12 These 3 items are implements of a king. The signet ring was for clay seals, the cord was the fringes of the hem of a garment unique to the wearer and the staff was a form of I.D.
13 See Genesis 37:32. The same words that Tamar uses, “please identify” are the same Hebrew words the brothers use. The brothers are asking their father more than just to identify if the coat was Joseph’s or not. They were asking him to recognize who really was his firstborn. The laws of the firstborn in Deuteronomy 21:15-17 also use the same language. These laws were written to ensure that another father would not make the same mistakes that Jacob had made. That a father would recognize the rights of his firstborn regardless of his personal feelings.
14 Judah didn’t initially pursue getting his implements of a king back because “ we shall be laughed at.” (Genesis 38:23) But, now he faced a much bigger reason to be laughed at.
15 See Matthew 1:3-6 for Judah’s genealogy. Also see Genesis 49:8-12 for Jacob’s blessing for Judah and the description of Judah’s leadership role among his brothers.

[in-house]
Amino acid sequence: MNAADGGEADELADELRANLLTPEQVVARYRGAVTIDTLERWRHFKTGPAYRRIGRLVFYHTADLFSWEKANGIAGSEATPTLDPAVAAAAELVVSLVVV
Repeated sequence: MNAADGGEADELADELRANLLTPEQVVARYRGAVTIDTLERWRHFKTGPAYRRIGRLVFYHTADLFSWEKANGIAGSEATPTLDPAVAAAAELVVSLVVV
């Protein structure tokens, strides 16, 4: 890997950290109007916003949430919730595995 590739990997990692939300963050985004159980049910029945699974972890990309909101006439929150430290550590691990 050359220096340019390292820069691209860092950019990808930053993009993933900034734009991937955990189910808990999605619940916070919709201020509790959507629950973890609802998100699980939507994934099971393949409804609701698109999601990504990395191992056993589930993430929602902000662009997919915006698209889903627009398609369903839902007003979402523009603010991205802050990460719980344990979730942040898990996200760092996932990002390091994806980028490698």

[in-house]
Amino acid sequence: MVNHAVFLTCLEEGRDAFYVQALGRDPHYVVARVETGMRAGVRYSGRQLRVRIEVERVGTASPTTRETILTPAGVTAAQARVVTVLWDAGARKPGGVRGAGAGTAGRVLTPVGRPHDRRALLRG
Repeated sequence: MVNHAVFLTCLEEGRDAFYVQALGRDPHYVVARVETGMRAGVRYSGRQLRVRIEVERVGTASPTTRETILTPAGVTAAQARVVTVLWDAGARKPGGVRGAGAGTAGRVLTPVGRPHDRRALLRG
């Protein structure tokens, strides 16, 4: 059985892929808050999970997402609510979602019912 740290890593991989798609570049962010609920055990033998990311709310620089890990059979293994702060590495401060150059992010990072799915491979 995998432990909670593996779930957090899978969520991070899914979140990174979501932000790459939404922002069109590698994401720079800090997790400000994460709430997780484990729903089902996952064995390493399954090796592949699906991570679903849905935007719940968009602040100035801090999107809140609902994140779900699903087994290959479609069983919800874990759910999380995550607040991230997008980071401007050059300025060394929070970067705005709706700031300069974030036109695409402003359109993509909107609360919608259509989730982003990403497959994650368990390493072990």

16 I always thought this phrase was a “cute” saying, but an elephant can be the most destructive force because nothing can stop it. An African bush elephant, weighing 13,000 pounds, is the largest land animal and has no predators. Though we think of them as being docile, a young male elephant has been known to kill a rhinoceros as a means of protection. See
17 Tamar risked her life and the life of her unborn baby because Judah could have ignored her, “saved face,” and gone through with her punishment of death and no one would have known of his role in her pregnancy.